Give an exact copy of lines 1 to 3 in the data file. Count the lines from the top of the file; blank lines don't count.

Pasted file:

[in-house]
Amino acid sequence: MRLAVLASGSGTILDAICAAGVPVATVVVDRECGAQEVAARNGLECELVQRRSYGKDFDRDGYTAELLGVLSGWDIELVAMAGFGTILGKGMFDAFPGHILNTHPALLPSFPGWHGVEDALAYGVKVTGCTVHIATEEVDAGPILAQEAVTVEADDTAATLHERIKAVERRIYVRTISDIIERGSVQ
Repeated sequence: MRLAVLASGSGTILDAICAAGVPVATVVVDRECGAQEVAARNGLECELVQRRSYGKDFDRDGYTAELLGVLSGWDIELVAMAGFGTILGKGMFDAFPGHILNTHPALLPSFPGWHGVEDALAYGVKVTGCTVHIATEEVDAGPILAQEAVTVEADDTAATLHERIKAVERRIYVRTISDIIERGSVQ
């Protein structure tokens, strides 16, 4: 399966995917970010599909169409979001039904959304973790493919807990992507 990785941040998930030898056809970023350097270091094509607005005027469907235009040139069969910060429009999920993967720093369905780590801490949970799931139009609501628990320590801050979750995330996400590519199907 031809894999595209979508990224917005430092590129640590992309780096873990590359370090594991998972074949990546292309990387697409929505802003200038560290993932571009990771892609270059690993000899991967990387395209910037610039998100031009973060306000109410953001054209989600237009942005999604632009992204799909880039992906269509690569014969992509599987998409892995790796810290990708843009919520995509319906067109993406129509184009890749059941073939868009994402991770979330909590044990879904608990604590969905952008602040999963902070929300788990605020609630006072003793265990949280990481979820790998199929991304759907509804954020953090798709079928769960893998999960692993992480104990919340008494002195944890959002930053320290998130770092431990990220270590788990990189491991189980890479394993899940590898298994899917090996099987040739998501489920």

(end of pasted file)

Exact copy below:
[in-house]
Amino acid sequence: MRLAVLASGSGTILDAICAAGVPVATVVVDRECGAQEVAARNGLECELVQRRSYGKDFDRDGYTAELLGVLSGWDIELVAMAGFGTILGKGMFDAFPGHILNTHPALLPSFPGWHGVEDALAYGVKVTGCTVHIATEEVDAGPILAQEAVTVEADDTAATLHERIKAVERRIYVRTISDIIERGSVQ
Repeated sequence: MRLAVLASGSGTILDAICAAGVPVATVVVDRECGAQEVAARNGLECELVQRRSYGKDFDRDGYTAELLGVLSGWDIELVAMAGFGTILGKGMFDAFPGHILNTHPALLPSFPGWHGVEDALAYGVKVTGCTVHIATEEVDAGPILAQEAVTVEADDTAATLHERIKAVERRIYVRTISDIIERGSVQ